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Commenting on the Ministry of Health national survey on alcohol use, released this week, Dr Connor, a senior lecturer at the Department of Preventive and Social Medicine at the University of Otago, said the report confirmed hazardous drinking and harm resulting from drinking was widespread.
"At the very least, it is not getting any better."
Asked about the finding that there had not been an increase in the prevalence of hazardous drinking among those aged 16 to 24 between 1996-97 and 2006-07, Dr Connor said the way that was measured in the two reports was not specific enough to identify some changes.
The report also suggested there had not been an increase in the use of alcohol overall over the 10 years, but there had been for Maori and Pacific people.
Dr Connor said there had been other indicators that the overall consumption was quite stable.
She said the test used to determine hazardous drinking, called the alcohol use disorders identification test, only measured the amount consumed on each drinking occasion in broad categories in two out of 10 questions.
Despite this not being a good measure, it showed there had been an increase among 18- to 24-year-olds in the hazardous drinking category, but the increase was not statistically significant.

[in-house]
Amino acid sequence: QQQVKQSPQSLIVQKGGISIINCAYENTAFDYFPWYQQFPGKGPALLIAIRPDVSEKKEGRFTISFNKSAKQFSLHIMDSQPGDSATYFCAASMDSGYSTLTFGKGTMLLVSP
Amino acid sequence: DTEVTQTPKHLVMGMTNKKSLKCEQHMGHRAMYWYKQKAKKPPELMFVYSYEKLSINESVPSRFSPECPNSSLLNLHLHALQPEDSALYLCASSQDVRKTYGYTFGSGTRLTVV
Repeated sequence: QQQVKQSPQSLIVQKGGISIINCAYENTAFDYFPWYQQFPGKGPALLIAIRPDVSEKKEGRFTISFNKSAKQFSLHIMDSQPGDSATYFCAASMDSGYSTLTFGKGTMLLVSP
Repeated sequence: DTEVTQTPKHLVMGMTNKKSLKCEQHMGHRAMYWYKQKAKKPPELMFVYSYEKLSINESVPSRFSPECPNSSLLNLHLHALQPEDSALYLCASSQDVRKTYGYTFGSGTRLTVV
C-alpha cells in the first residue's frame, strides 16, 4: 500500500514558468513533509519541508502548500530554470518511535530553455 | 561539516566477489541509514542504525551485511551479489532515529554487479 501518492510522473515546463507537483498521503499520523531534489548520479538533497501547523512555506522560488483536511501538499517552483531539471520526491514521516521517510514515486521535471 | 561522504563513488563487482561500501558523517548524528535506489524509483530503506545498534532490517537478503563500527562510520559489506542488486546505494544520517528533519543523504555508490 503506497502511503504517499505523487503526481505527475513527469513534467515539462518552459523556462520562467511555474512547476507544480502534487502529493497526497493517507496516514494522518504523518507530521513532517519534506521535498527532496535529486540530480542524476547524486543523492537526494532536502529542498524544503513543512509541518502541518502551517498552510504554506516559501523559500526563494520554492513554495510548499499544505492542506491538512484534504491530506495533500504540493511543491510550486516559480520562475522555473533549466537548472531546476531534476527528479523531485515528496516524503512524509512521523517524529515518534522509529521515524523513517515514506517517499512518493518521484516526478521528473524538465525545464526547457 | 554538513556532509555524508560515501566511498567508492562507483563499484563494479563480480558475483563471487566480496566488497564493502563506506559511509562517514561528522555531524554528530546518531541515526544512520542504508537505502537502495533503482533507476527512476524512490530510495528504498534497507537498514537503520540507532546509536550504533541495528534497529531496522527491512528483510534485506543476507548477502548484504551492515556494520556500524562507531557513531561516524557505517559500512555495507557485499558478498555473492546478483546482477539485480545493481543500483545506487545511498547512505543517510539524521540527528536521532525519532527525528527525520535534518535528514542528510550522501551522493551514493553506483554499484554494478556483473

Almost 7000 people aged 16 to 64 took part in the survey.
Participants were interviewed about their drinking in the 2006-07 year.
The report found young people were more likely to be harmed by drinking, either by their own or other people's actions.
Changes in the level of harm over time could not be established because of the way earlier surveys were undertaken, the report said.
Dr Connor said harm arising from heavy drinking included violence, unintentional injury, crime, abuse, neglect of children and major family disruption. It was irresponsible not to introduce strategies to reduce harm.
"Even if the harm was not getting worse over time, how would that change what we need to do?" she asked.
Reducing the availability of alcohol, eliminating active promotion by liquor companies, increasing price regulation or tax, increasing the purchasing age, and giving communities more control over the licensing of liquor outlets would have the greatest effect on the heaviest and most vulnerable drinkers.
Such strategies would have little impact on moderate drinkers, she said.
Dr Connor said drinking during pregnancy was another issue highlighted by the report.
More than a quarter of women who had been pregnant in the previous three years had consumed alcohol while pregnant.
Women who identified themselves as European/other ethnic group were most likely to do that.
Women in more deprived neighbourhoods were not more likely to drink during pregnancy than those in other groups.
Almost 70% of women who had been pregnant in the previous three years had been advised not to drink alcohol during pregnancy.
Asian and Pacific women were significantly less likely to have consumed alcohol while pregnant and they were also less likely to have been told not to drink when pregnant.